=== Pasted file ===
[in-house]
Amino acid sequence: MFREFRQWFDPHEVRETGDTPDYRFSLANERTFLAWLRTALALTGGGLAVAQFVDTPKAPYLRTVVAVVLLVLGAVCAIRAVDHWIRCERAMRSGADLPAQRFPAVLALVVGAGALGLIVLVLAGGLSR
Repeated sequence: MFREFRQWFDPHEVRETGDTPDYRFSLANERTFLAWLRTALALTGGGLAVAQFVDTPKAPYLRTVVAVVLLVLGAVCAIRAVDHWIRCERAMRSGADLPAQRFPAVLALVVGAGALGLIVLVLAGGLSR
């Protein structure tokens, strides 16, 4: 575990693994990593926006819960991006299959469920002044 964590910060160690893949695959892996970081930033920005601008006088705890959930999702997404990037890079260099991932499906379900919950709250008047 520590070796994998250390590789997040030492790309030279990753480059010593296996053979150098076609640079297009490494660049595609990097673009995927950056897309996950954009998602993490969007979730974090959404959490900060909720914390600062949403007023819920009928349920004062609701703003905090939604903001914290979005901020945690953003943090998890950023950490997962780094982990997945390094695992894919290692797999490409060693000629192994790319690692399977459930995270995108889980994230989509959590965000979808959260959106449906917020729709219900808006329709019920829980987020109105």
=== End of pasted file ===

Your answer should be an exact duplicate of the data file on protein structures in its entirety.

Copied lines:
[in-house]
Amino acid sequence: MFREFRQWFDPHEVRETGDTPDYRFSLANERTFLAWLRTALALTGGGLAVAQFVDTPKAPYLRTVVAVVLLVLGAVCAIRAVDHWIRCERAMRSGADLPAQRFPAVLALVVGAGALGLIVLVLAGGLSR
Repeated sequence: MFREFRQWFDPHEVRETGDTPDYRFSLANERTFLAWLRTALALTGGGLAVAQFVDTPKAPYLRTVVAVVLLVLGAVCAIRAVDHWIRCERAMRSGADLPAQRFPAVLALVVGAGALGLIVLVLAGGLSR
């Protein structure tokens, strides 16, 4: 575990693994990593926006819960991006299959469920002044 964590910060160690893949695959892996970081930033920005601008006088705890959930999702997404990037890079260099991932499906379900919950709250008047 520590070796994998250390590789997040030492790309030279990753480059010593296996053979150098076609640079297009490494660049595609990097673009995927950056897309996950954009998602993490969007979730974090959404959490900060909720914390600062949403007023819920009928349920004062609701703003905090939604903001914290979005901020945690953003943090998890950023950490997962780094982990997945390094695992894919290692797999490409060693000629192994790319690692399977459930995270995108889980994230989509959590965000979808959260959106449906917020729709219900808006329709019920829980987020109105």